coronary artery calcium; microalbuminuria; risk prediction; coronary heart disease; Multi-Ethnic Study of Atherosclerosis
To compare the association of the Framingham Risk Score (FRS) and Reynolds Risk Score (RRS) with subclinical atherosclerosis, assessed by incidence and progression of coronary artery calcium (CAC).
The comparative effectiveness of competing risk algorithms for indentifying subclinical atherosclerosis is unknown.
The Multi-Ethnic Study of Atherosclerosis (MESA) is a prospective cohort study of 6,814 participants free of baseline CVD. All participants underwent risk factor assessment, as well as baseline and follow-up CAC testing. We assessed the performance of the FRS and RRS to predict CAC incidence and progression using relative risk and robust linear regression.
The study population included 5,140 individuals (61±10 years, 47% males, mean follow-up: 3.1±1.3 years). Among 53% of subjects (n=2,729) with no baseline CAC, 18% (n=510) developed incident CAC. Both the FRS and RRS were significantly predictive of incident CAC [RR 1.40 (95% CI 1.29 – 1.52), and RR 1.41 (95% CI 1.30 – 1.54) per 5% increase in risk, respectively] and CAC progression [mean CAC score change 6.92 (95% CI 5.31 – 8.54) and 6.82 (95% CI 5.51 – 8.14) per 5% increase]. Discordance in risk category classification (< or > 10% 10-year CHD risk) occurred in 13.7%, with only the RRS consistently adding predictive value for incidence and progression of CAC. These subclinical atherosclerosis findings are supported by a CHD events analysis over 5.6±0.7 year follow-up.
Both the RRS and FRS predict onset and progression of subclinical atherosclerosis. However, the RRS may provide additional predictive information when discordance between the scoring systems exists.
coronary artery calcium progression; subclinical atherosclerosis; risk prediction; Reynolds Risk Score; Framingham Risk Score
Unhealthy lifestyle habits are a major contributor to coronary artery disease. The purpose of the present study was to investigate the associations of smoking, weight maintenance, physical activity, and diet with coronary calcium, cardiovascular events, and mortality. US participants who were 44–84 years of age (n = 6,229) were followed in the Multi-Ethnic Study of Atherosclerosis from 2000 to 2010. A lifestyle score ranging from 0 to 4 was created using diet, exercise, body mass index, and smoking status. Coronary calcium was measured at baseline and a mean of 3.1 (standard deviation, 1.3) years later to assess calcium progression. Participants who experienced coronary events or died were followed for a median of 7.6 (standard deviation, 1.5) years. Participants with lifestyle scores of 1, 2, 3, and 4 were found to have mean adjusted annual calcium progressions that were 3.5 (95% confidence interval (CI): 0.0, 7.0), 4.2 (95% CI: 0.6, 7.9), 6.8 (95% CI: 2.0, 11.5), and 11.1 (95% CI: 2.2, 20.1) points per year slower, respectively, relative to the reference group (P = 0.003). Unadjusted hazard ratios for death by lifestyle score were as follows: for a score of 1, the hazard ratio was 0.79 (95% CI: 0.61, 1.03); for a score of 2, the hazard ratio was 0.61 (95% CI: 0.46, 0.81); for a score of 3, the hazard ratio was 0.49 (95% CI: 0.32, 0.75); and for a score of 4, the hazard ratio was 0.19 (95% CI: 0.05, 0.75) (P < 0.001 by log-rank test). In conclusion, a combination of regular exercise, healthy diet, smoking avoidance, and weight maintenance was associated with lower coronary calcium incidence, slower calcium progression, and lower all-cause mortality over 7.6 years.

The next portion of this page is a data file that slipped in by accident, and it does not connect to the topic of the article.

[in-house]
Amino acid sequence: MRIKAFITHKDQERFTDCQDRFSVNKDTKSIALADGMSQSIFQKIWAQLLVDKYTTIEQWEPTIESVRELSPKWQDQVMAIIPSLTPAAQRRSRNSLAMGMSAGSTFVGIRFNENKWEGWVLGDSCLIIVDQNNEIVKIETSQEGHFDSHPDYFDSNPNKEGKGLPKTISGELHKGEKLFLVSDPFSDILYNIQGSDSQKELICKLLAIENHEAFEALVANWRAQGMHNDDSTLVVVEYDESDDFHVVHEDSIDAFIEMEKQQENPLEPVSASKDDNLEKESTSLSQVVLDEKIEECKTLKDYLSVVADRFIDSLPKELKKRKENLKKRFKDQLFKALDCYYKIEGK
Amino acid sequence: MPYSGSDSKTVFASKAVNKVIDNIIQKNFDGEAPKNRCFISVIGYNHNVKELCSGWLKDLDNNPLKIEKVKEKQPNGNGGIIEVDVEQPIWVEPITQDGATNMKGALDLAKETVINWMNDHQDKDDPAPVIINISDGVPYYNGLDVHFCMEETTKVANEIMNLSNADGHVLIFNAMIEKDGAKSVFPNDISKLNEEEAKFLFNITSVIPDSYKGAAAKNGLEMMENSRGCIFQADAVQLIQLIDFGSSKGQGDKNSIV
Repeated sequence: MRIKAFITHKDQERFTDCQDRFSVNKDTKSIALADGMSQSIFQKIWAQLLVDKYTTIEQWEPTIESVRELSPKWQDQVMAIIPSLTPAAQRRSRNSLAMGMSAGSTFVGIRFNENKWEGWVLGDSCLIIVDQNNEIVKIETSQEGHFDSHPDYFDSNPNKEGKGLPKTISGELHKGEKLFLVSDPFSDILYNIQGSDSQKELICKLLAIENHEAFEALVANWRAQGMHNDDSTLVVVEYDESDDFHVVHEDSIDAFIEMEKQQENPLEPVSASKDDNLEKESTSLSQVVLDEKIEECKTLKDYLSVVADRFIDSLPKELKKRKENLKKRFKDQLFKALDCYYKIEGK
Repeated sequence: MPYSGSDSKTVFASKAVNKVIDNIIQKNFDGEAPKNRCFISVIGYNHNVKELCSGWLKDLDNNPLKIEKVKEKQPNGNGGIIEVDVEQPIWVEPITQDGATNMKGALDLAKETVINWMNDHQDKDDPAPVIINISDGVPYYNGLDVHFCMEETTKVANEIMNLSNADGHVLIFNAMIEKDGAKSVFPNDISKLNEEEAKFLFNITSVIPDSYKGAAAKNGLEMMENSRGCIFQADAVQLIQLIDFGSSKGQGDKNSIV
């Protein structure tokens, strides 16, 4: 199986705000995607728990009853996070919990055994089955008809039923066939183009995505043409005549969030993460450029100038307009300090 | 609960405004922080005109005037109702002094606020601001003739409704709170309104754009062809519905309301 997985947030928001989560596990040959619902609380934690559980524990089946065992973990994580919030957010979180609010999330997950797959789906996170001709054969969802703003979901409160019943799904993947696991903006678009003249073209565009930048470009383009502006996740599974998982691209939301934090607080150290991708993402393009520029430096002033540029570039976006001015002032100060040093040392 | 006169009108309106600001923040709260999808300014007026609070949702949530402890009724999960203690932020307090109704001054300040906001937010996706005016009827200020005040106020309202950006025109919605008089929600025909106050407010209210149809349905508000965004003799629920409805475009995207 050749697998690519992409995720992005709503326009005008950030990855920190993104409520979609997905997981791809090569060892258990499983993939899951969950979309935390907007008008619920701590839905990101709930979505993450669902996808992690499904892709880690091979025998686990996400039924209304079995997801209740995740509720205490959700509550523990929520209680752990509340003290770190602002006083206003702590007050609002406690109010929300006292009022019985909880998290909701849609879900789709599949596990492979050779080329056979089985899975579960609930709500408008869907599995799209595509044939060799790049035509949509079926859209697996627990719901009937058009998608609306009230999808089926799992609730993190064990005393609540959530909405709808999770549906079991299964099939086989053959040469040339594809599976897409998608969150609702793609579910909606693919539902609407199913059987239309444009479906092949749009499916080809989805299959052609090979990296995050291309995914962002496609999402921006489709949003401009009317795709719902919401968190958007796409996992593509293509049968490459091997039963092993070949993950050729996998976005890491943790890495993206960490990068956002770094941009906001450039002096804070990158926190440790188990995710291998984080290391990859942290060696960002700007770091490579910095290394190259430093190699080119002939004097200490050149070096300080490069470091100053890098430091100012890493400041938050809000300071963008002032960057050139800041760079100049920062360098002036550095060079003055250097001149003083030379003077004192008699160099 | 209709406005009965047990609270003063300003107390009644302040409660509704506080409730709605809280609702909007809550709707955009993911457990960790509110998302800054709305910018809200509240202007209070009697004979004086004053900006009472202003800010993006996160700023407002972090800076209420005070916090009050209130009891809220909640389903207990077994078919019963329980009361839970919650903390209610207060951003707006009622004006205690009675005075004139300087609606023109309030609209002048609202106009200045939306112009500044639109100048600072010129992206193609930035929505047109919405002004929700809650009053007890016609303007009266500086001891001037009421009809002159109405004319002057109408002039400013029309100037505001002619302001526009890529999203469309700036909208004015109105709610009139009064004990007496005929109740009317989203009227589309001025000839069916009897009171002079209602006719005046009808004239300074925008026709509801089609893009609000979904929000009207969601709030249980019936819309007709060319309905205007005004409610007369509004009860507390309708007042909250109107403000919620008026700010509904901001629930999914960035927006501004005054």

coronary artery disease; CT and MRI; diet; epidemiology; exercise; primary prevention; risk factors; weight reduction
While non-alcoholic fatty liver disease (NAFLD) is associated with the metabolic syndrome, it is not known if NAFLD plays an independent role in the atherogenic dyslipidemia phenotype.
Methods and Results
The Multi-Ethnic Study of Atherosclerosis (MESA) is a population-based prospective cohort study of adults free of clinical cardiovascular disease at enrollment. We tested for a relationship between NAFLD, defined as a liver/spleen (L/S) attenuation ratio of <1 on a non-contrast cardiac CT scan, and multiple measures of fasting serum lipoprotein size, cholesterol and particle concentrations.
NAFLD was present in 569 (17%) of 3,362 participants. After adjustment for multiple metabolic risk factors, adiposity and measures of insulin resistance (HOMA-IR), NAFLD was independently associated with higher fasting serum triglycerides and lower serum HDL-C. Despite a lack of association with LDL-C, NAFLD was associated with higher LDL particle concentration and lower LDL particle size. Modeling the L/S ratio as a continuous variable, a severity dependent association was observed between atherogenic lipoprotein abnormalities and NAFLD.
In a large, multi-ethnic, gender balanced cohort, CT-diagnosed NAFLD was associated with the atherogenic dyslipidemia phenotype in a dose dependent fashion. These relationships persisted after adjustment for several metabolic risk factors and HOMA-IR, suggesting a possible independent pathophysiologic role between NAFLD and dyslipidemia.
Nonalcoholic Fatty Liver Disease; Lipoproteins; MESA; NMR; cardiac CT scan